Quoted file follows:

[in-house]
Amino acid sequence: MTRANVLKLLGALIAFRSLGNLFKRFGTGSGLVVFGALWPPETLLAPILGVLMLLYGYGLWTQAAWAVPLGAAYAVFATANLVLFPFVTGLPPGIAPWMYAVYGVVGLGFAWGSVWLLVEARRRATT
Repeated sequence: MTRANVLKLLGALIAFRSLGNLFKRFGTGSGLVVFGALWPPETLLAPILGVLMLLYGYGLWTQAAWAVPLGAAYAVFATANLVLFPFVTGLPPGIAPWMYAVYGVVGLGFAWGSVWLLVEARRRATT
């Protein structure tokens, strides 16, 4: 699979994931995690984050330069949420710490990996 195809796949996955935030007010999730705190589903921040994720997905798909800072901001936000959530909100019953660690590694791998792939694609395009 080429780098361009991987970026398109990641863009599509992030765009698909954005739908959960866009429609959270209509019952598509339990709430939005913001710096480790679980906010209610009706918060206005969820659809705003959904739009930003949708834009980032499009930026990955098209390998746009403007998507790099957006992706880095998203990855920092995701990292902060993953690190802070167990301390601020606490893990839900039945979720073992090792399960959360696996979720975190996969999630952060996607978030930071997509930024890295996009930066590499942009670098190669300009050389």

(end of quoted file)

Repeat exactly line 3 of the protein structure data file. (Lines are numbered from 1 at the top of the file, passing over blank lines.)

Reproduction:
Repeated sequence: MTRANVLKLLGALIAFRSLGNLFKRFGTGSGLVVFGALWPPETLLAPILGVLMLLYGYGLWTQAAWAVPLGAAYAVFATANLVLFPFVTGLPPGIAPWMYAVYGVVGLGFAWGSVWLLVEARRRATT